That’s not to say they didn’t need some of each of those. CIAC has taken full advantage of federal funding opportunities, which is critical to keeping the CIAC running. In fiscal year 2012, the center’s budget is $1.8 million, two-thirds of which comes from federal grants. The CIAC’s staff has also grown from its original staff of three to 34, but that includes many people on loan from partner agencies, who aren’t paid out of the CIAC’s budget.
In the eastern region of the United States, state police departments typically own and operate fusion centers, whereas west of the Mississippi it’s more typical for state patrols to own and operate these centers. Jurisdiction is why this distinction matters. In Colorado, the state patrol’s jurisdiction is limited to mainly traffic enforcement, while state police departments generally are the lead law enforcement agency for all crimes.
“You’ve heard of the FBI coming in [and saying] ‘We’re in charge,’” explains Garcia. “That’s what the state police can do.”
State patrols don’t have that luxury so any law enforcement participation in the CIAC was going to have to be earned, particularly among Colorado’s 64 county sheriffs’ departments, because in Colorado, police authority rests largely at the county level.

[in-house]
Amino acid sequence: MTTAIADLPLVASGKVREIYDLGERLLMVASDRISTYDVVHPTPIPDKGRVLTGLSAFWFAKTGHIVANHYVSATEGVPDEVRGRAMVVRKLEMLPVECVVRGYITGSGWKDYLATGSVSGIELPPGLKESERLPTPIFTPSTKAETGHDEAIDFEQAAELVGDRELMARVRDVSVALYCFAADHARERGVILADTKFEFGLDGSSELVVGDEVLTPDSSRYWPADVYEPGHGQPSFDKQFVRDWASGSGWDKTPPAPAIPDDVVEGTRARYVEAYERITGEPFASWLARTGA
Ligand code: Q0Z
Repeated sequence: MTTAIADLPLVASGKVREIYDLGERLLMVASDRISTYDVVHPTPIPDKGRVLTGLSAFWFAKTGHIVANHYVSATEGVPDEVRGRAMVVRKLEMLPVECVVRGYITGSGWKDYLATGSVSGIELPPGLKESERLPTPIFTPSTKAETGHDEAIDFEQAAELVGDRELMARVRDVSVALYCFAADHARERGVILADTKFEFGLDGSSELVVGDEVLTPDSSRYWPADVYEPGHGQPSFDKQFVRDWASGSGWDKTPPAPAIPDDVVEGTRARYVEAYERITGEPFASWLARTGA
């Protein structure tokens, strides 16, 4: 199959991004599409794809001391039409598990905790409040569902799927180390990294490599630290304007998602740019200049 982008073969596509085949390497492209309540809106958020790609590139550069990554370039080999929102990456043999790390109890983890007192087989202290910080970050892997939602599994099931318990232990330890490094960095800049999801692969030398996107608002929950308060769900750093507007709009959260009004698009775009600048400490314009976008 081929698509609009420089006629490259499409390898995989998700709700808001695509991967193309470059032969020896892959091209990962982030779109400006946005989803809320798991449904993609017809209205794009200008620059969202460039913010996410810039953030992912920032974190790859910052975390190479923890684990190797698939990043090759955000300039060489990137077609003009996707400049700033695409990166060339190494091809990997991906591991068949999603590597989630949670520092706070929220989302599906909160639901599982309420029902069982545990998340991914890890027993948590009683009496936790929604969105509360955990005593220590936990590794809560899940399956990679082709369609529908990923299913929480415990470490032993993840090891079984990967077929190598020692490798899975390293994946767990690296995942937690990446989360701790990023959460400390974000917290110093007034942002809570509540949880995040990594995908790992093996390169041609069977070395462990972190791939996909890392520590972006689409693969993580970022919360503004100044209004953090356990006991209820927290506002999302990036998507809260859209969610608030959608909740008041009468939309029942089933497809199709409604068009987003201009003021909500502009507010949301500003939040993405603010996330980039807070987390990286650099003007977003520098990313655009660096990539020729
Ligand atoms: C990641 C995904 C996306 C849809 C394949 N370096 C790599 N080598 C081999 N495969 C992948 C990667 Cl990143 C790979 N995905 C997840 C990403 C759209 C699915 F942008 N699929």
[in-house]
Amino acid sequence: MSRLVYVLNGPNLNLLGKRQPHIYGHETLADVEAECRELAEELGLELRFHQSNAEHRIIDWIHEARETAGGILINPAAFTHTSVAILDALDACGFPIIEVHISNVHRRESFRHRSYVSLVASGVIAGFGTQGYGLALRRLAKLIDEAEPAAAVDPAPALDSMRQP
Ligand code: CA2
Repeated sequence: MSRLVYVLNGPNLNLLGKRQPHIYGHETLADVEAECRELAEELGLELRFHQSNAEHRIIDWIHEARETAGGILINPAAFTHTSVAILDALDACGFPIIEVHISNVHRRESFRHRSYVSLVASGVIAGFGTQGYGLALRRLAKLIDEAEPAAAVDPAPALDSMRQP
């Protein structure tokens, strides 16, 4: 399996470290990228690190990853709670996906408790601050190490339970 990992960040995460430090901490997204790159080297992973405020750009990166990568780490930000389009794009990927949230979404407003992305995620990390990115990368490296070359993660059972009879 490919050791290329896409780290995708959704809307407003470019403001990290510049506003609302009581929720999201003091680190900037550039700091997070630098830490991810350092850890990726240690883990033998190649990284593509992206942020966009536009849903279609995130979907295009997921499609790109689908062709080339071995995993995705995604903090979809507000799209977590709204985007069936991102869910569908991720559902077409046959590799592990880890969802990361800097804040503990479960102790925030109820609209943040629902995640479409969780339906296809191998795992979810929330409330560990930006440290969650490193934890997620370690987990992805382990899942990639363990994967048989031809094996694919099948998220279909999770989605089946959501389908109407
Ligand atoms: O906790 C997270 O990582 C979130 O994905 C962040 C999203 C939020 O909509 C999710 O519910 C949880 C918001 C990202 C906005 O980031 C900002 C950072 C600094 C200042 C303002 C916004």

The most powerful policemen in the state are sheriffs, and they guard their jurisdiction vigilantly, says Wolfinbarger. Therefore, CIAC wasn’t in a position to insist on sharing; it had to get sheriffs’ departments to want to work with the fusion center and to get them to see how they could benefit from its ability to take in grassroots intelligence, handle it responsibly, store it securely, and create helpful intelligence products.
Currently, about one-third of sheriffs actively receive and share information with the CIAC—a number Garcia is always trying to increase. Chris Olson, the new executive director of the County Sheriffs of Colorado, tells Security Management that the association encourages newly elected sheriffs across Colorado to partner with the CIAC. “It’s a valuable thing to do,” he says.
But the CIAC had to do more than create partnerships with state and local officials; it also had to establish top-down relationships with the federal government, especially the FBI and the then newly established Department of Homeland Security (DHS). It has done that successfully. As a result, today, CIAC boasts participation from representatives of 15 different organizations within the state and at the federal level, including DHS; the FBI; the Secret Service; and the Bureau of Alcohol, Tobacco, Firearms and Explosives.
One of the most important things that the CIAC did right was establish its credibility with the FBI’s Denver Field Office and its Joint Terrorism Task Force (JTTF), says Leffler. Like all fusion centers, the CIAC hands off any actionable intelligence immediately to the FBI, in its case, to the Denver JTTF for it to investigate further. After 9-11, the FBI became the lead law enforcement agency for terrorism investigations in the United States. “We had to prove our worth,” Leffler says, meaning the CIAC had to prove to the FBI that it wouldn’t harm its investigations by disclosing sensitive information or tipping off suspects that they were on law enforcement’s radar.